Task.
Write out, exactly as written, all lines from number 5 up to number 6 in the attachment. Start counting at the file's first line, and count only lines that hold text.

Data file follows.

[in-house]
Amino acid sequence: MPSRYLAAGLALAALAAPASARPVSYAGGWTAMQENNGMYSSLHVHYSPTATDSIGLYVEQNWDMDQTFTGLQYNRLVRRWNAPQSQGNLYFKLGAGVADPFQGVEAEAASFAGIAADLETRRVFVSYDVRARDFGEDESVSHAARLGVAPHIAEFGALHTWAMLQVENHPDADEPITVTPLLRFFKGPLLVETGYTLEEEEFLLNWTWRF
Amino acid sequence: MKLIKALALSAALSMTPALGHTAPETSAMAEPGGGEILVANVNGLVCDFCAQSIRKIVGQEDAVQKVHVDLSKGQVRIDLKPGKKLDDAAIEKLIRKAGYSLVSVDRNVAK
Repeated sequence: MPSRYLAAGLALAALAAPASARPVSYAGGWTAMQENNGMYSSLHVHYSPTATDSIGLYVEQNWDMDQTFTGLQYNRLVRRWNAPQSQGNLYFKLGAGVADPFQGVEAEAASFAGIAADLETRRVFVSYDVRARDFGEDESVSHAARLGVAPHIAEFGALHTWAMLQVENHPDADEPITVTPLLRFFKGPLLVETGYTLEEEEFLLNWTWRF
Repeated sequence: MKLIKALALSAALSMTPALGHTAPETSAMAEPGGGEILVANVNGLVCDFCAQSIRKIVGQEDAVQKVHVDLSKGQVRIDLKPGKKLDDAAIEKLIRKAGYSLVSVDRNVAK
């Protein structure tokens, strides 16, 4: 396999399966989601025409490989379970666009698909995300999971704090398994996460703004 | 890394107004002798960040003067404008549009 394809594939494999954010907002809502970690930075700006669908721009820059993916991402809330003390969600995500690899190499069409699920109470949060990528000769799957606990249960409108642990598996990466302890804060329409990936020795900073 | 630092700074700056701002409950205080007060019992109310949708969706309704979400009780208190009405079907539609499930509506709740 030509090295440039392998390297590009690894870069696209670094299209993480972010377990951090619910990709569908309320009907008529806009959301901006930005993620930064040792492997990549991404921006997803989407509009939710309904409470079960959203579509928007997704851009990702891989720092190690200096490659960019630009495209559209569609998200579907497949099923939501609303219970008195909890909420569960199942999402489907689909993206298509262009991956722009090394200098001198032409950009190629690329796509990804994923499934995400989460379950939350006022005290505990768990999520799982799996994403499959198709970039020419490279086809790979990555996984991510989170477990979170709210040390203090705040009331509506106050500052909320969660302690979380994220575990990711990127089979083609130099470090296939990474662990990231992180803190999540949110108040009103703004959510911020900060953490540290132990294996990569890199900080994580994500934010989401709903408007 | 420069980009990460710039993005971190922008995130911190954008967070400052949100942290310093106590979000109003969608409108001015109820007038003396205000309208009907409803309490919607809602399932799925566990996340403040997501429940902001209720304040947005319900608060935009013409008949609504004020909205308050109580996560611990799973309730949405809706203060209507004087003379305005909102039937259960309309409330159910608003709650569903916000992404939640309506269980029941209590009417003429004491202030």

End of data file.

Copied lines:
Repeated sequence: MKLIKALALSAALSMTPALGHTAPETSAMAEPGGGEILVANVNGLVCDFCAQSIRKIVGQEDAVQKVHVDLSKGQVRIDLKPGKKLDDAAIEKLIRKAGYSLVSVDRNVAK
């Protein structure tokens, strides 16, 4: 396999399966989601025409490989379970666009698909995300999971704090398994996460703004 | 890394107004002798960040003067404008549009 394809594939494999954010907002809502970690930075700006669908721009820059993916991402809330003390969600995500690899190499069409699920109470949060990528000769799957606990249960409108642990598996990466302890804060329409990936020795900073 | 630092700074700056701002409950205080007060019992109310949708969706309704979400009780208190009405079907539609499930509506709740 030509090295440039392998390297590009690894870069696209670094299209993480972010377990951090619910990709569908309320009907008529806009959301901006930005993620930064040792492997990549991404921006997803989407509009939710309904409470079960959203579509928007997704851009990702891989720092190690200096490659960019630009495209559209569609998200579907497949099923939501609303219970008195909890909420569960199942999402489907689909993206298509262009991956722009090394200098001198032409950009190629690329796509990804994923499934995400989460379950939350006022005290505990768990999520799982799996994403499959198709970039020419490279086809790979990555996984991510989170477990979170709210040390203090705040009331509506106050500052909320969660302690979380994220575990990711990127089979083609130099470090296939990474662990990231992180803190999540949110108040009103703004959510911020900060953490540290132990294996990569890199900080994580994500934010989401709903408007 | 420069980009990460710039993005971190922008995130911190954008967070400052949100942290310093106590979000109003969608409108001015109820007038003396205000309208009907409803309490919607809602399932799925566990996340403040997501429940902001209720304040947005319900608060935009013409008949609504004020909205308050109580996560611990799973309730949405809706203060209507004087003379305005909102039937259960309309409330159910608003709650569903916000992404939640309506269980029941209590009417003429004491202030």